The Great Recession’s Impact on Retirement
Between December 2007 and June 2009, the world experienced The Great Recession. Baby boomers, quickly put savings on the back burner to keep up with the declining situation. Paying basic living became the top priority and finding or maintaining employment became a struggle forcing some into early retirement, permanently impacting their financial security. Others lost large amounts of their investment portfolios with little or no time to recover. Increased market fluctuations lead to selling investments, which proved to be a flawed strategy because they didn’t stick around for the stock market recovery.
The IRI reports that 30% of baby boomers have stopped contributing to retirement accounts, and 16% took early withdrawals. As a result, 46 out of every 100 baby boomers have insufficient or no retirement savings, a significant jump from the 2014 numbers, which concluded only 21% had insufficient funds.
Heavy Debt Loads of Boomers
It was once taboo to retire with debt, but now, the majority are leaving jobs without clear balance sheets, hoping social security will be enough. Mortgage debt, a staggering amount of credit card balances, student loan payments, and unforeseen medical debt take center stage in this growing problem.
Nearly 25% of adults retire with mortgage debt with average balances of $24,500. Whether it was trading up for a larger home or refinancing to fund a lifestyle, Baby Boomers have found expanded debt payments strangling their retirement budgets. In a bid to keep up with house payments, some file early for Social Security payments, permanently limiting future income. Receiving payments at the age of 62 can reduce payouts as much as 30%, leaving thousands of dollars on the table.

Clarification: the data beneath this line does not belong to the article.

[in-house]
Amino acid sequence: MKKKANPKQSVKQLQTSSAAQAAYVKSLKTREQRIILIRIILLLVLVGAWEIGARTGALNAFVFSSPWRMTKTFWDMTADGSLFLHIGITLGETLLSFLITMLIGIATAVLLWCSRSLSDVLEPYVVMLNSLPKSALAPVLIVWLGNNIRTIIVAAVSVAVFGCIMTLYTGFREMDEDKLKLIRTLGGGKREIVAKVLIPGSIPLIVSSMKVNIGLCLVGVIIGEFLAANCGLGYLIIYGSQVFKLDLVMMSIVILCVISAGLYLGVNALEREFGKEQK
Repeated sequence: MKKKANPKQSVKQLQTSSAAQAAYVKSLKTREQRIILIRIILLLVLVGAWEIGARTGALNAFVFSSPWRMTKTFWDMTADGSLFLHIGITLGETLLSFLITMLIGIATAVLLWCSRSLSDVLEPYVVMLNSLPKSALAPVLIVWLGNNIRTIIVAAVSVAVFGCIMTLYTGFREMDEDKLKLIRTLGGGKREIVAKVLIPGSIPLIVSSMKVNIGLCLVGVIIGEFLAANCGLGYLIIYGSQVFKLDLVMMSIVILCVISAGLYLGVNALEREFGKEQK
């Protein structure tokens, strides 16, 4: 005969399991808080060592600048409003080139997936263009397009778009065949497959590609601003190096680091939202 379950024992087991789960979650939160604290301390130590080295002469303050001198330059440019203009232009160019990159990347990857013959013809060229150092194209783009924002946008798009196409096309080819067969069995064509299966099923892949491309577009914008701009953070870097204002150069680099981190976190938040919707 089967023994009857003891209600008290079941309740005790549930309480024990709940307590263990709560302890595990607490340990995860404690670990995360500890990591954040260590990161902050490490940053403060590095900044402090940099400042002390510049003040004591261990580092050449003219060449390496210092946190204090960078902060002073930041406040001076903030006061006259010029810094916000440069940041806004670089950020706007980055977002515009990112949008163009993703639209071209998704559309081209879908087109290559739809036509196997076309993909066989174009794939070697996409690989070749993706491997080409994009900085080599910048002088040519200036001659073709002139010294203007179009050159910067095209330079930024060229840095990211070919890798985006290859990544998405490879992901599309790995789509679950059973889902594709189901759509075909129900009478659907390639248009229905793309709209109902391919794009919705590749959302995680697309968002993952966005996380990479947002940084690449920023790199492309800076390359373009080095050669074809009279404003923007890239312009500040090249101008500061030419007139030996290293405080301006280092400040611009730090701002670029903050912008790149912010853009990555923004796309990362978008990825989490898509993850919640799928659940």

Credit card debt for the average retiree between the ages of 65 to 69 is $6,876. For a household headed by someone 75 or older, the amount doesn’t change significantly at $5,638, as an illustration of surging senior debt.
The Solution to the Problem
Though the boomer generation is looking at a different retirement, all is not lost.
Working longer: Seniors in good health have the option of remaining in the workforce or finding second careers using valuable job skills gained over your career. By continuing to work, you can use wages to cover monthly obligations, reduce debt balances, and save for emergencies. Meanwhile, delaying social security builds the monthly payout by approximately 8% a year beyond the standard retirement age.
Downsize your home. Reducing housing costs through a smaller home, living in a less expensive town, and multigenerational living, are options creating more money for savings and debt reduction.
Downsize your lifestyle. Eliminate debt accumulation and attack debt balances with vigor. Using a budget and tracking spending will help you stay on track and measure your progress.
With self-discipline and time, you can find your way to a successful retirement.